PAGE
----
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Published in 2006


Analysis of Causes of an Unintended Rollover During a Tread Separation Event Test CRASH Conference, Athens, Greece, July 4-6, 2006 Arndt, Mark W., Rosenfield, Michael J., Arndt, Stephen M., and Stevens, Donald C.


A high speed multiple rollover crash occurred during a test program designed to evaluate the disturbances to a vehicle’s straight ahead steady state path caused by a rear tire tread separation event. The tread separation that induced the crash was a partial tread separation event. The test run resulting in the rollover is documented by on-board test instrumentation and standard post-test crash investigation methods. Testing reported in previous papers documents a distribution of forces that cause an external disturbance to vehicles during tread separation events. These papers also document changes to vehicle steering characteristics following tread separation events. By themselves reported tread separation induced forces are insufficient to cause the initial vehicle motion in the rollover crash. Testing presented in this paper documents a change to vehicle handling stability due to tread separation induced rear wheel hop. Rear wheel hop and a special hop condition called tramp resulted in oversteer causing the vehicle to make an unintentional rapid turn. Characteristics of tread separation induced rear axle hop and tramp, including changes in vehicle handling, physical evidence left on the road, and the effects on vehicle motions are presented.


Measurement of Changes to Vehicle Handling Due to Tread-Separation-Inducted Axle Tramp, Society of Automotive Engineers, Inc., Paper No. 2006-01-1680, International SAE 2006 World Congress, Detroit, Michigan, April 3-6, 2006. Arndt, Mark W., Rosenfield, Michael J., and Arndt, Stephen M.

Tests were conducted to evaluate the effects of the tire-induced vibration caused by a tread-separating rear tire on the handling characteristics of a 1996 four-door, two-wheel-drive Ford Explorer. The first test series consisted of a laboratory test utilizing a 36-inch-diameter, single-roller dynamometer driven by the rear wheels of the Explorer. The right rear tire was modified to generate the vibration disturbance that results from a separating tire. This was accomplished by vulcanizing sections of retread to the prepared surface of the tire. Either one or two tread sections covering 1/8, 1/4, or 1/2 of the circumference of the tire were evaluated. The results demonstrated that a tire modified with two bonded-on tread sections driven at half speed replicated axle tramp characteristics of a modified tire with a single bonded-on tread section at the peak axle tramp speed. A second test series consisted of low-speed vehicle handling tests with a right rear tire modified with two bonded-on tread sections. The on-road testing showed that the modified right rear tire caused axle tramp and associated vehicle skate at the peak axle tramp speed during quasi-steady state and dynamic maneuvers. A 1999 four-wheel-drive Ford F-250 truck was tested with a tire modified by cutting away 1/4 of the tread and outer belt at two locations. The modified tire was placed at the left front position and low-speed vehicle handling tests were conducted at the peak axle tramp speed. Test results show front-axle tramp induced an increase in steer gradient and significantly reduced turning capability.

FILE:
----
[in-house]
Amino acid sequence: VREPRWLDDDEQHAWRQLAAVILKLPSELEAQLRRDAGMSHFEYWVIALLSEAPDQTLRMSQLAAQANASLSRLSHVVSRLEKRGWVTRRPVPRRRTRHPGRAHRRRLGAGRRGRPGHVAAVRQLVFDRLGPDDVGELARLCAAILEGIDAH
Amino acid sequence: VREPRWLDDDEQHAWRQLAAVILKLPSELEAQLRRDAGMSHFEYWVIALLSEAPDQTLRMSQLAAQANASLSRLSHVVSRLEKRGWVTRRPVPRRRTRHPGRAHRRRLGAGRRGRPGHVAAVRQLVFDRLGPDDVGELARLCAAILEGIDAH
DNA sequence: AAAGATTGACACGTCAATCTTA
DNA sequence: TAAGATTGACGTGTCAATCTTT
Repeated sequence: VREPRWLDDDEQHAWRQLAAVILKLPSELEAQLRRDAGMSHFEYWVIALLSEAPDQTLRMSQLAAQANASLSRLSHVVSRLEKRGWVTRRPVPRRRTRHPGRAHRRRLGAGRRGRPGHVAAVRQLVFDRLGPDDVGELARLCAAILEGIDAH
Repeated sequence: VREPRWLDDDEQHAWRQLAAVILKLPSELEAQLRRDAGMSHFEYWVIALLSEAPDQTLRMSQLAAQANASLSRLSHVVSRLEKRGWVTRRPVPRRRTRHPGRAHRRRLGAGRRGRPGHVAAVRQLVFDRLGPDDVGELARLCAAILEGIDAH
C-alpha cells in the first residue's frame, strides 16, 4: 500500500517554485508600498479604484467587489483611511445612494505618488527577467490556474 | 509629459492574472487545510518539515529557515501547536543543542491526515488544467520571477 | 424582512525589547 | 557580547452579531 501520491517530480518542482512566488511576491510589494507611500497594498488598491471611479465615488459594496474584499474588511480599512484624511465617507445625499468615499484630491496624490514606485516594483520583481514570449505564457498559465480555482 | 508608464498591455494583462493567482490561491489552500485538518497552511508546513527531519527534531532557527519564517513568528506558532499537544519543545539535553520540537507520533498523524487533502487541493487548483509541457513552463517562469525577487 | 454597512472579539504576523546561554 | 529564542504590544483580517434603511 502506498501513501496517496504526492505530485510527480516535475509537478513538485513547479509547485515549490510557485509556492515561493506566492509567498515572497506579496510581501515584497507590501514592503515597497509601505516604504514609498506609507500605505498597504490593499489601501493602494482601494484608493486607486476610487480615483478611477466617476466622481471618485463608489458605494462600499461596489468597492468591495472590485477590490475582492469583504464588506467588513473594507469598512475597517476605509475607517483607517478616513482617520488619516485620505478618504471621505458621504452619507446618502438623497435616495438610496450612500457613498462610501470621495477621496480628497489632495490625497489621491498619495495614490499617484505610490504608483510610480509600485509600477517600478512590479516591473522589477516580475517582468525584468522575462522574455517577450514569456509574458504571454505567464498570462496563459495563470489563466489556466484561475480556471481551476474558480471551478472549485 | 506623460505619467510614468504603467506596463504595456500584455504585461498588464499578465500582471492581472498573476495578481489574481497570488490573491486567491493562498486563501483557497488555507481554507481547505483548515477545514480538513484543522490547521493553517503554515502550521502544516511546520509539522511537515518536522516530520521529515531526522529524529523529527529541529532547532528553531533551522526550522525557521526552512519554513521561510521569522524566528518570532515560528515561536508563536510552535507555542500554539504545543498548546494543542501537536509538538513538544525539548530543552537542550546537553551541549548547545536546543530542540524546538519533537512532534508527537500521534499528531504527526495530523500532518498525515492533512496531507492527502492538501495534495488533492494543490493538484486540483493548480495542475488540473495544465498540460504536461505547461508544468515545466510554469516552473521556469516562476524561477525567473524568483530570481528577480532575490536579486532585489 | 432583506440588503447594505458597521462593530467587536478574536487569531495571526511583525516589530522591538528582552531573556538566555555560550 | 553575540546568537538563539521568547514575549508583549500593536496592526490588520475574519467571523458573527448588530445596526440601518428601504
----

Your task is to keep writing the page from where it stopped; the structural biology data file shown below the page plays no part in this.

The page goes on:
Tests Documenting Vehicle Handling with a Temporary-Use Rear Tire and a Run-Flat Rear Tire, Society of Automotive Engineers, Inc., Paper No. 2006-01-0905, International SAE 2006 World Congress, Detroit, Michigan, April 3-6, 2006. Arndt, Mark W., and Arndt, Stephen M.

Temporary-use-only spare tires are common standard equipment on motor vehicles while run-flat tires are offered as standard equipment on some motor vehicles. This paper describes testing on a 1995 GMC Safari all-wheel-drive minivan with a rear Uniroyal Hideaway/Temporary-Use-Only tire and a 1997 Mercury Grand Marquis with a self-supporting, run-flat tire manufactured by Bridgestone. The testing included circle turn tests and 180\mD step steer tests at target speeds of either 30 or 35 miles per hour (low-speed, J-turn test). Control tests were conducted with standard normally inflated tires. Both the standard tires and run-flat tires were also tested in a modified condition involving the removal of the tread and outer steel belt, simulating a tire which has experienced a complete tread-belt separation. The principal conclusions of this work are that temporary-use-only tires have characteristics that do not degrade handling and response of a minivan and that the run-flat tires have characteristics that favorably influence the handling and response of a passenger car that has sustained a loss-of-pressure tire disablement.





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